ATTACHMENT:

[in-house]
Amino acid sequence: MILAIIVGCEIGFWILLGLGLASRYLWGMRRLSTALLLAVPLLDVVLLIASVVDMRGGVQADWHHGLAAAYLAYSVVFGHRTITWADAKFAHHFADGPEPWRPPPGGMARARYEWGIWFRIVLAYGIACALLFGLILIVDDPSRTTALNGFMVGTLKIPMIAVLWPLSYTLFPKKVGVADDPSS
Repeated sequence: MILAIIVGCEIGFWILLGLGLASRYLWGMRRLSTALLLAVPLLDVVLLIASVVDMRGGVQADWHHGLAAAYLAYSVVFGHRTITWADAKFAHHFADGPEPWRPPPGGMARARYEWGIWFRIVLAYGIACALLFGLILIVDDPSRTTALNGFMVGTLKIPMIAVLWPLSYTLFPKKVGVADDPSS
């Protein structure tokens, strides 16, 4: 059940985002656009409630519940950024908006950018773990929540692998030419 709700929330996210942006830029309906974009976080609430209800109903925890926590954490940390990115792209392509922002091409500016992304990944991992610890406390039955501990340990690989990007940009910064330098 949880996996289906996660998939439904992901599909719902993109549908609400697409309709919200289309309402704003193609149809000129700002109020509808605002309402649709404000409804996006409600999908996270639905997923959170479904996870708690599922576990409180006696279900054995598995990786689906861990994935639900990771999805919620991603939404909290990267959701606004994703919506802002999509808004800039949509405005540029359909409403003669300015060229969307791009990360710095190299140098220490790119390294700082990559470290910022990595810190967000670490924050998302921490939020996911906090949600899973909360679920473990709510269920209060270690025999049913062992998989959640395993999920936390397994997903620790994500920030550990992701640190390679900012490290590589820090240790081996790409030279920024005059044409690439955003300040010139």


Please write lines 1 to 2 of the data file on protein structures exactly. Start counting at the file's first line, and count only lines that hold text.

[in-house]
Amino acid sequence: MILAIIVGCEIGFWILLGLGLASRYLWGMRRLSTALLLAVPLLDVVLLIASVVDMRGGVQADWHHGLAAAYLAYSVVFGHRTITWADAKFAHHFADGPEPWRPPPGGMARARYEWGIWFRIVLAYGIACALLFGLILIVDDPSRTTALNGFMVGTLKIPMIAVLWPLSYTLFPKKVGVADDPSS